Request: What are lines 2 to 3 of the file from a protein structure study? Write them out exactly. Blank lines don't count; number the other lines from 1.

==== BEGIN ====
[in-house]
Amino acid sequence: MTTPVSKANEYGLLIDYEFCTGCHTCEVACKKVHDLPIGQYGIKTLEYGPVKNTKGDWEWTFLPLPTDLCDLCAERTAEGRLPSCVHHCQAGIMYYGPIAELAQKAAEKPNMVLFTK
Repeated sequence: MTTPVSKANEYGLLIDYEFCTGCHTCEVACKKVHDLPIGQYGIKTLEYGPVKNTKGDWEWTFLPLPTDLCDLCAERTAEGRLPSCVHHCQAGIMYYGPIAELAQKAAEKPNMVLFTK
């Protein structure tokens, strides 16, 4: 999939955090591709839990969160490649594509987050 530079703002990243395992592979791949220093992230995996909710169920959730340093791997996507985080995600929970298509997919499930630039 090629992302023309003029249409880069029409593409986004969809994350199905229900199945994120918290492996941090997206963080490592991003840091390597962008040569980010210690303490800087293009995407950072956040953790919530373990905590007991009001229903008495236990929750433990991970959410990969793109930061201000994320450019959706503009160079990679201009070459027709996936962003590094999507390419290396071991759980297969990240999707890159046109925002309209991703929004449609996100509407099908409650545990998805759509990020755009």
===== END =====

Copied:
Amino acid sequence: MTTPVSKANEYGLLIDYEFCTGCHTCEVACKKVHDLPIGQYGIKTLEYGPVKNTKGDWEWTFLPLPTDLCDLCAERTAEGRLPSCVHHCQAGIMYYGPIAELAQKAAEKPNMVLFTK
Repeated sequence: MTTPVSKANEYGLLIDYEFCTGCHTCEVACKKVHDLPIGQYGIKTLEYGPVKNTKGDWEWTFLPLPTDLCDLCAERTAEGRLPSCVHHCQAGIMYYGPIAELAQKAAEKPNMVLFTK